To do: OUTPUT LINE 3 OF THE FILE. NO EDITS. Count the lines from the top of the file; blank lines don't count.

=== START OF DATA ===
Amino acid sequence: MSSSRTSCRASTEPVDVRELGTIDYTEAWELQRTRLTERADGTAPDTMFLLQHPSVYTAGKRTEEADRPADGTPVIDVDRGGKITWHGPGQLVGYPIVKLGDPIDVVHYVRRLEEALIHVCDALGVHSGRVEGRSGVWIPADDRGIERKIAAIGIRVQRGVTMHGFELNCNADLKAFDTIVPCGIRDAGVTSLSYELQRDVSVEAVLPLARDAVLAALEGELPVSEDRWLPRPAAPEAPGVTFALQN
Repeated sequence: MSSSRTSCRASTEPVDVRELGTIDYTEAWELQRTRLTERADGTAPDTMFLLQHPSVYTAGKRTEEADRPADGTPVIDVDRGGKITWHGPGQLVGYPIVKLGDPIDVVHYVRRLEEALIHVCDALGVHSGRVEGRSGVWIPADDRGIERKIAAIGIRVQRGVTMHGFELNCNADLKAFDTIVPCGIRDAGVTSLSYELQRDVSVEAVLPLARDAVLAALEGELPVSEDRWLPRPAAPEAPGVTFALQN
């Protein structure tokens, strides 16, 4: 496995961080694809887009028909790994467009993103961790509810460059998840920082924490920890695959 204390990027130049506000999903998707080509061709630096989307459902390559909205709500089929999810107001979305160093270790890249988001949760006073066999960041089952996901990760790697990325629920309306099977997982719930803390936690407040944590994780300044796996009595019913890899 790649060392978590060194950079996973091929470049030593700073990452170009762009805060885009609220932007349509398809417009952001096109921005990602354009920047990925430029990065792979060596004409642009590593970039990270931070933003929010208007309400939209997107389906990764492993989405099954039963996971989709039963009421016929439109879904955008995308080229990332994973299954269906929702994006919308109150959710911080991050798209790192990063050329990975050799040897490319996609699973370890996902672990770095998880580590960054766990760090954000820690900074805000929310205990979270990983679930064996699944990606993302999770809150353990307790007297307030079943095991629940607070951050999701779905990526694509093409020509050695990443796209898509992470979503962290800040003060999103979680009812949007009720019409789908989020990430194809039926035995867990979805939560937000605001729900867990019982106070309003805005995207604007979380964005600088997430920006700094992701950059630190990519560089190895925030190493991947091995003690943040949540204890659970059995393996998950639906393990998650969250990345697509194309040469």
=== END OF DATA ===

């Protein structure tokens, strides 16, 4: 496995961080694809887009028909790994467009993103961790509810460059998840920082924490920890695959 204390990027130049506000999903998707080509061709630096989307459902390559909205709500089929999810107001979305160093270790890249988001949760006073066999960041089952996901990760790697990325629920309306099977997982719930803390936690407040944590994780300044796996009595019913890899 790649060392978590060194950079996973091929470049030593700073990452170009762009805060885009609220932007349509398809417009952001096109921005990602354009920047990925430029990065792979060596004409642009590593970039990270931070933003929010208007309400939209997107389906990764492993989405099954039963996971989709039963009421016929439109879904955008995308080229990332994973299954269906929702994006919308109150959710911080991050798209790192990063050329990975050799040897490319996609699973370890996902672990770095998880580590960054766990760090954000820690900074805000929310205990979270990983679930064996699944990606993302999770809150353990307790007297307030079943095991629940607070951050999701779905990526694509093409020509050695990443796209898509992470979503962290800040003060999103979680009812949007009720019409789908989020990430194809039926035995867990979805939560937000605001729900867990019982106070309003805005995207604007979380964005600088997430920006700094992701950059630190990519560089190895925030190493991947091995003690943040949540204890659970059995393996998950639906393990998650969250990345697509194309040469």